Attorney Renee Bauer (Karissa Van Tassel)
When you take a job as a guardian ad litem, you never really get to leave the office.
Often weekends are when the conflict is the highest and the emails from parties in divorce cases will come rapidly. They are long and accusatory. Everyone is a victim of their spouse’s behavior. You are asked to intercede. You are asked to set the other parent straight immediately. You are asked to perform miracles so long as those miracles are exactly what each parent wants but not what the other parent wants. When you can’t satisfy both parents at all times; you are the root of this family’s demise. You are the one getting wealthy off of their life savings. The judicial system is the broken piece. It’s not them.
This job is thankless. We are often ridiculed by one parent or the other, if not both at the same time. We can do no right. We are blamed for being biased. We are blamed for not being responsive enough. We are blamed for profiting from other people’s misery. Yet we continue to take these cases because the children matter most in this work. They are the reason we work more hours than we are paid for. It is the reason why we spend countless days trying to broker agreements between parents who are embedded deep in their hostility.
A child wedged in the middle of a custody scuffle is tragic. This child’s innocence is shattered. His spirit is severed. He is sad. Depressed. Withdrawn. He cries himself to sleep. He feels like he is at fault for his parents not liking each other anymore. Sometimes the parties’ counsel can help alleviate the toxicity and sometimes they hinder the healing. They can’t be always counted on to counsel their client as to do what is best for the children. This is where the guardian enters. We don’t have a magic wand to fix personalities and past wrongs. Our mission is peace and it isn’t successful for every situation but it is for some.
The role of guardian is not a cash cow to further our mission to early retirement. It is not an ego trip to play ruler of another family. It is a job nobody likes to do. Yet we do it. We do it as a service to our legal community because without it, these families would fall even further into an abyss of war in which no one is left standing at the end.
I won’t pretend the system is perfect or that every GAL performs their role flawlessly. Reform won’t fix disgruntled parents. They will forever be dissatisfied with the courts, the process, the professionals involved, and anyone who tells them differently. Is it so wrong for the family courts to offer the tools that encourage agreement over discord? These parents invite family relations counselors, guardians and therapists into their lives when they cannot see past their own fury. While it is a parent’s right to litigate, it is their children’s right to have their parent’s problems not become their own. It is their right to just be children.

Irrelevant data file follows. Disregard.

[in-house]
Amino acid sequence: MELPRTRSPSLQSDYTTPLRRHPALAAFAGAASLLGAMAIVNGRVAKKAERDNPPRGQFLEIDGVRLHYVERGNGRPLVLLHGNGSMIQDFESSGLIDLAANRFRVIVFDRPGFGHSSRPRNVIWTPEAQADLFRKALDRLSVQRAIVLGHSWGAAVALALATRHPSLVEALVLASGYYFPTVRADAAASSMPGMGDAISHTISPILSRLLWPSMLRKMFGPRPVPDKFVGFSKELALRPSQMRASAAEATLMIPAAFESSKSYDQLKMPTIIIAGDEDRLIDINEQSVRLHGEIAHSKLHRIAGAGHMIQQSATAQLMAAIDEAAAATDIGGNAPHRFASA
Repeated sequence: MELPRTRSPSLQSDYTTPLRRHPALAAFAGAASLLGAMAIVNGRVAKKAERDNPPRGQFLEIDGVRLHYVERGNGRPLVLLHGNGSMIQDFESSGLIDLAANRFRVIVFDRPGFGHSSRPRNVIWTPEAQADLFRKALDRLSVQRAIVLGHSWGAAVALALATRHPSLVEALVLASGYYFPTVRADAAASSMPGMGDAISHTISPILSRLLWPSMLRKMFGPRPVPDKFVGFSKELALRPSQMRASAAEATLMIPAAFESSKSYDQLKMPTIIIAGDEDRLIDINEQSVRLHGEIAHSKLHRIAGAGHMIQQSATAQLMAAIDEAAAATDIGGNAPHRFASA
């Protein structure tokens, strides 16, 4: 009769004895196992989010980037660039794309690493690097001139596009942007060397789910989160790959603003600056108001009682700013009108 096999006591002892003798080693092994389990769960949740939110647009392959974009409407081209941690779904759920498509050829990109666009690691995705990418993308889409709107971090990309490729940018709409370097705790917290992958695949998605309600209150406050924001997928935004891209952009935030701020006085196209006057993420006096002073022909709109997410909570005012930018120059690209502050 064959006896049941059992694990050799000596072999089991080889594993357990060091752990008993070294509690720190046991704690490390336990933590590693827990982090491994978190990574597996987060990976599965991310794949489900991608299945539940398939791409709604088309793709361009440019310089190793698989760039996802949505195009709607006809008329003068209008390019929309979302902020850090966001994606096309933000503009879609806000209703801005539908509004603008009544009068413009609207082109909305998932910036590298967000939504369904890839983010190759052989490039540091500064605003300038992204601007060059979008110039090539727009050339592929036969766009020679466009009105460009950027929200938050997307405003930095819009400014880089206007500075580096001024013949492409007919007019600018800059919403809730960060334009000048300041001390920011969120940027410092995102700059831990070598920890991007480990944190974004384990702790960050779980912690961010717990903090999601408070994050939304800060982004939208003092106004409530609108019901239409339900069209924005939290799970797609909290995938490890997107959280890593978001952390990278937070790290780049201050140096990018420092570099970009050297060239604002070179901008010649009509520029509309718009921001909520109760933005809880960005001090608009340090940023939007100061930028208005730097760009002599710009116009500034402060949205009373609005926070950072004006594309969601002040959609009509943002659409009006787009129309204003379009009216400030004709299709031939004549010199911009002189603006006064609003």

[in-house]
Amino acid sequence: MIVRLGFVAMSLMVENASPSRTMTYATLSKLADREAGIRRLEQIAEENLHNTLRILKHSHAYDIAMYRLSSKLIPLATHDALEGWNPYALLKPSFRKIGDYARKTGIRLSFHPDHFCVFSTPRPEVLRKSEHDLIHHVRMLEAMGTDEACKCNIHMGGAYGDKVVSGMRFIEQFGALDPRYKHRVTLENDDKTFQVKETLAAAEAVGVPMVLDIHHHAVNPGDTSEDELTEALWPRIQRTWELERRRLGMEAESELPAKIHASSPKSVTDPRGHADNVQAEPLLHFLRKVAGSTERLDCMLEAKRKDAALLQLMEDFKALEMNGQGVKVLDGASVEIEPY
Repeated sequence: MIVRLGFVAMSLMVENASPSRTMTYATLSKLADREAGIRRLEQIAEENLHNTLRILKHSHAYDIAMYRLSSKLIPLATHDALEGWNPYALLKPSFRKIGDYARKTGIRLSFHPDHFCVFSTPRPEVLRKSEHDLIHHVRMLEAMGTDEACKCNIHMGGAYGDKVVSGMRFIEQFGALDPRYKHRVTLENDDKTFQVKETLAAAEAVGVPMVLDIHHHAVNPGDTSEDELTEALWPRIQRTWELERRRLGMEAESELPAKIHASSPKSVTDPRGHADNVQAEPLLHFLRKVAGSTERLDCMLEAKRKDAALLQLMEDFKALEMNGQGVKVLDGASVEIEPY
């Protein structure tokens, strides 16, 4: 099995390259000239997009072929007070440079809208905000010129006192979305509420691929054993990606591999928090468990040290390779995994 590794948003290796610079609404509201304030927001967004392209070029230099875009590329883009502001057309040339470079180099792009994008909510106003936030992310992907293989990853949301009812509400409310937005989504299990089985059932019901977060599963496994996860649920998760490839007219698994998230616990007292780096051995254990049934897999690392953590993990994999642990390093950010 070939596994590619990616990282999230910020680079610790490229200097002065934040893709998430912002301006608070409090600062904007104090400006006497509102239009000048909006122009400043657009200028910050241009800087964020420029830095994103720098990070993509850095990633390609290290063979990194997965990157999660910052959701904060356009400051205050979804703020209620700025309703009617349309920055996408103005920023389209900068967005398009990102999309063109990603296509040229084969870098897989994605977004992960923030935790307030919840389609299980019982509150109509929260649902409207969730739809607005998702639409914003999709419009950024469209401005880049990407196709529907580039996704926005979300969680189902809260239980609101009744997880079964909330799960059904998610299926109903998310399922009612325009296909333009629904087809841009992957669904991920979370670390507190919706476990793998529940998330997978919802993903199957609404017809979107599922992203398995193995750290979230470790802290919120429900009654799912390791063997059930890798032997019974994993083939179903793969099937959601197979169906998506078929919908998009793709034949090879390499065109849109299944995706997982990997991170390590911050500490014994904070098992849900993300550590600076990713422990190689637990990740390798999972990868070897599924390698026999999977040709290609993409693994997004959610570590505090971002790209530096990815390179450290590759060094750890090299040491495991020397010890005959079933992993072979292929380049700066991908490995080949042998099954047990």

What happens when you limit a guardian’s fees? Parents won’t be held accountable for their conduct and sometimes sticker shock gives fighting parents pause. As it is, we are rarely fully compensated for all that goes into these cases.
What happens when you give credence to parents who want a guardian removed? The court likely will be entertaining these requests frequently because the guardian at some point along the way will have an opinion that is not popular among one or both parents. This will be another delay in a toxic situation when the children need closure, not another professional in their lives.
Want to impose a Code of Conduct? Sure. Most of us probably abide unwittingly to such a code anyway. Most of us meet the children at the heart of the conflict, look in their unassuming eyes and think of our own children. You can’t do this job and not take the outcome personally. There is a lot at stake and it has nothing to do with our fees or our ego.
It would be a sad day for the judicial system and families alike, if the pool of guardians evaporated into a puddle because of impossible rules that were placed on us.
The single most important gift a parent can give their children is peace. When those parents can’t fulfill that job, we are asked to help bestow this gift to the family. This isn’t just business. It is personal and it is our job.
Renee C. Bauer is a principal at the Bauer Law Group in Hamden, where she focuses on family law. She recently authored the book “Divorce in Connecticut.”